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Building Asterisk on MacOSX
Getting MacOSX Developer toolsIf you want to build Asterisk yourself, you will need to get CVS and GCC installed on your Mac. To do this you must install Apple's Xcode Tools on your system. The Xcode Tools are part of the MacOSX Panther installation CD set and they are also on the Tiger installation DVD. However, you can also download them from Apple's Xcode Tools Download site. Note: On MacOSX "Jaguar" (ver 10.2) these tools were called Apple Developer Tools.
Cookbook for Asterisk 1.2.1 on Panther or TigerI have just installed and/or upgraded Asterisk 1.0.7 to Asterisk 1.2.1 (currently the latest version) on both Panther and Tiger. The installation "from scratch" was trivially easy. But in addition, I'm running a production Asterisk home-based system with some 25 trunking and peering relationship and many stations and a very complicated dialplan, and the upgrade was not particularly painful. Rather than replacing all of this much older information, I've written a completely new page Cookbook for Installing or Upgrading Asterisk 1.2.1 on Mac OSX Panther and Tiger
Upgrading BisonAfter you have installed Xcode or Developer Tools, you will need to upgrade bison. Bison 1.75 is recommended.
- Download Bison 1.75 - Download link
- Open a new shell window in Terminal
- Assuming your bison package was downloaded and extracted to a folder named Downloads inside your home folder, do the following...
- cd ~/Downloads/bison-1.75
- ./configure (or "./configure --prefix=/usr" ... see below)
- sudo make install
- Verify the installation with the following command ...
- bison --version
- it should show something like "bison (GNU Bison) 1.75"
Follow the build instructionsYou are now ready to build Asterisk following the instructions on the Asterisk download page. This no longer goes anywhere pertinent, someone needs to fix it.
In the meantime, I found these:
Starting Asterisk automatically during system startup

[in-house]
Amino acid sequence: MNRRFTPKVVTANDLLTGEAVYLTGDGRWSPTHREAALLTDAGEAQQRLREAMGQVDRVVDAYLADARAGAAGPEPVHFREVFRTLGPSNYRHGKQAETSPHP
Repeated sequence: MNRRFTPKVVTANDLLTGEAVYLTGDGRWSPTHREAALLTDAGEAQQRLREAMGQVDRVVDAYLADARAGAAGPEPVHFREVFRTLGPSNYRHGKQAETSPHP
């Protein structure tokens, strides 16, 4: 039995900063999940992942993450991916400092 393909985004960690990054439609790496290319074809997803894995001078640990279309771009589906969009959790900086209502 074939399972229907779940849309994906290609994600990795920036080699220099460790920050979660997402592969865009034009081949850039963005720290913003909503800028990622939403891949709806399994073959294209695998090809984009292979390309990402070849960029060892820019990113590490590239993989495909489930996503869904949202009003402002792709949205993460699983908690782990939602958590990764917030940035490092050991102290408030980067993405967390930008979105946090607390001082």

There are two methods through which software can be started automatically during system startup:
- Startup Items (available on MacOS X versions 10.2, 10.3 and 10.4)
- Launchd Service (available on MacOS X version 10.4 only)
Using Startup Items
When using the Asterisk build and/or Asterisk Launcher from Sunrise Ltd., a startup item for Asterisk will automatically be installed and it can be enabled and disabled using Asterisk Launcher. Since these tools are meant to work at least on the current and the previous MacOS X version, launchd will not be used before the release of MacOS X 10.5.
Using launchd (on Mac OS X 10.4 only)
On Mac OS X 10.4 and later, you may manually install a launchd service to start Asterisk. To do this, put the text below in a file called /Library/LaunchDaemons/org.asterisk.asterisk.plist, create a user and group called asterisk (if you don't do this, Asterisk is running as root; this is undesirable because a bug in Asterisk could then provide hackers with root access to your machine), then do the following
at a Terminal prompt.
$ sudo launchctl launchd% load /Library/LaunchDaemons launchd% start org.asterisk.asterisk
N.B. In this example, Asterisk is installed in /usr/local/asterisk. If you built Asterisk from scratch and didn't change the Makefile, this is probably not where it is, so you will have to change the line in the ProgramArguments section to match your installation.
<?xml version="1.0" encoding="UTF-8"?> <!DOCTYPE plist PUBLIC "-//Apple Computer//DTD PLIST 1.0//EN" "http://www.apple.com/DTDs/PropertyList-1.0.dtd"> <plist version="1.0"> <dict> <key>Disabled</key> <false/> <key>Label</key> <string>com.asterisk.org.asterisk</string> <key>ProgramArguments</key> <array> <string>/usr/local/asterisk/sbin/asterisk</string> <string>-f</string> </array> <key>UserName</key> <string>asterisk</string> <key>GroupName</key> <string>asterisk</string> <key>OnDemand</key> <false/> <key>ServiceDescription</key> <string>Asterisk PBX</string> </dict> </plist>
It it also sometimes useful to configure things so that the Asterisk console is redirected using screen; to do that, create a file called screenrc in some directory on your system (in this example, we put it in /usr/local/asterisk/etc/screenrc, but you can put it in any convenient location). Then in the file, write the following:
Next, alter the asterisk.plist file by changing the ProgramArguments section to read
# # screenrc file used for Asterisk console # # Screen size height 60 80 # Enable multi-user mode multiuser on # List all the users who should have access to the console here acladd barney acladd jeff acladd joe
This will automatically start Asterisk inside a screen session; if you are one of the users listed in the acladd commands at the end of the screenrc file, you can connect to Asterisk's console by entering
<key>ProgramArguments</key> <array> <string>/usr/bin/screen</string> <string>-D</string> <string>-m</string> <string>-c</string> <string>/usr/local/asterisk/etc/screenrc</string> <string>/usr/local/asterisk/sbin/asterisk</string> <string>-vc</string>
at a shell prompt. The benefit of using screen is that you can see the recent messages output by Asterisk on the console, whereas connecting using Asterisk's own built-in support will create a new console.
$ screen -r asterisk/
How you can contribute to this Wiki
- Please add your comments on how you were able to get Asterisk installed, stating the versions for both Asterisk and MacOSX.
Asterisk | Asterisk MacOSX Support
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